Step Two

The second step is to layer, layer, layer. The other day, I had my feet up on my boyfriend’s lap. He was looking at them, curious why there was black in between where my socks ended and my pants began. He figured out that I was wearing tights under my pants and socks. As a typical Dutch person, he thought it was nonsense. But that is how I don’t freeze. I didn’t grow up biking in the cold.

Before I get on my bike in the winter, I always put on several layers. My coat is from Canada, so thankfully it’s made for the frigid winters. I bought it when on vacation there at the beginning of this year. I didn’t expect to be so damn cold. Tights, pants, socks, shirt, sweater, scarf, coat, hat or earmuffs, and gloves. The key is to have no skin exposed. Also, make sure that you can take off some layers if you get hot or sweaty. 

Getting into the festive mood and keeping warm.

And Finally, Step Three

The third and final step is to get on your bike and cycle. You’re not going to die. If you think you’re cold, think about all those Dutch people that barely wear any warm garments while biking in the winter. It’s baffling. If they can do it, so can you. My boyfriend doesn’t wear a hat or gloves but always complains that his hands are freezing. It’s not like we don’t have multiple pairs of gloves. Do the Dutch enjoy being cold?

The good thing about biking in the cold is when you get home or to your destination, you can drink a steaming hot beverage, take pride that you braved the chilling temperature, and were active. Isn’t that cozy?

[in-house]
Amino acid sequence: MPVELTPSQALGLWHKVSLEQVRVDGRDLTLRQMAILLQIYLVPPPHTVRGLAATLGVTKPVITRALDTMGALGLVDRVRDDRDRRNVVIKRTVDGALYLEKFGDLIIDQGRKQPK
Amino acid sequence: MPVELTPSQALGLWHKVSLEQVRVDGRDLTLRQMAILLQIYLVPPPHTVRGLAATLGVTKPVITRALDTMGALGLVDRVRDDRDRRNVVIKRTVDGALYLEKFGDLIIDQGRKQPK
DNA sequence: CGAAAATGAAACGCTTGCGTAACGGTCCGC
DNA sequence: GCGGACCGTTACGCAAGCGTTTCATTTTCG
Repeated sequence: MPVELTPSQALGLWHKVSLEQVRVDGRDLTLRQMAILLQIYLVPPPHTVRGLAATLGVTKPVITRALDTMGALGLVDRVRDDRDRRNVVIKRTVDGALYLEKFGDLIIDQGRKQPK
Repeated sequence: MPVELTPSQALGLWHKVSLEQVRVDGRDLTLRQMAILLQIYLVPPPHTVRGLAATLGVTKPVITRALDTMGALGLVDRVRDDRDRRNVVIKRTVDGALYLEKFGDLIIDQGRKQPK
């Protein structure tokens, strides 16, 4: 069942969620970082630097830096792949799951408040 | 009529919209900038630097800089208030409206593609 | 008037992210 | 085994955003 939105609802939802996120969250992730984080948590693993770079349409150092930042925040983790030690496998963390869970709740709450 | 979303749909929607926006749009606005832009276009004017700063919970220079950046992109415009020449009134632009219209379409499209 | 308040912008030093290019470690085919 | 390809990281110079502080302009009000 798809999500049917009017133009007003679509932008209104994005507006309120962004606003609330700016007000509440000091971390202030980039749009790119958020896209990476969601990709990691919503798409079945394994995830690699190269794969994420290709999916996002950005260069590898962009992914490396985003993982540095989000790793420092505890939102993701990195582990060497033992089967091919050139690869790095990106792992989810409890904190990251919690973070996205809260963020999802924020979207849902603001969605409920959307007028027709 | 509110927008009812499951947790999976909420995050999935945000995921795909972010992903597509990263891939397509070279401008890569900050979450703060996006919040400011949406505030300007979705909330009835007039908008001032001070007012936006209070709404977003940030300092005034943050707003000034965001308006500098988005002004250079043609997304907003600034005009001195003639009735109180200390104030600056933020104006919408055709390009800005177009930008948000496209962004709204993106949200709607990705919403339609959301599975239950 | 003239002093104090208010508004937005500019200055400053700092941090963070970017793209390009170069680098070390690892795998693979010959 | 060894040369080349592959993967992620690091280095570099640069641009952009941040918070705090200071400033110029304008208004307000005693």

Enjoying a nice cup of hot coffee.

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Do you brave the cold and bike?

9 thoughts on “This Is How You Brave the Winter Chill and Bike

  1. What a great way to wake up this morning. I could read your creations all day. Sending love and admiration.

  2. I have been riding safely every week in Wisconsin through the pandemic with three other friends in our 60’s and 70’s. Now, we are determined to ride through the winter. Today it will be in the low 20’s, the coldest day yet. We don’t win any fashion contests, but it has been when I feel the most normal.

  3. I love this post. For me as a dutchie biking is so natural. It’s like breathing. Never think twice about it, until I read posts like yours. You are right about it being a blessing but with me having a car the biking over the years lost from the car. Doing groceries and packing them all on my bike is a habit I’ve grown out of. My car is much more convenient for that. But for going outdoors, seeing nature and travelling in an eco way a bike is the best way to do.
    I admire you for doing it in the heavy weather too. You do get warm while cycling on a cold day but in the rain? that totally sucks, never get used to that. Totally agree with you.

    And afterwards that hot chocolat, tea or coffee tastes even better. Gezellig op de bank in je warme huis.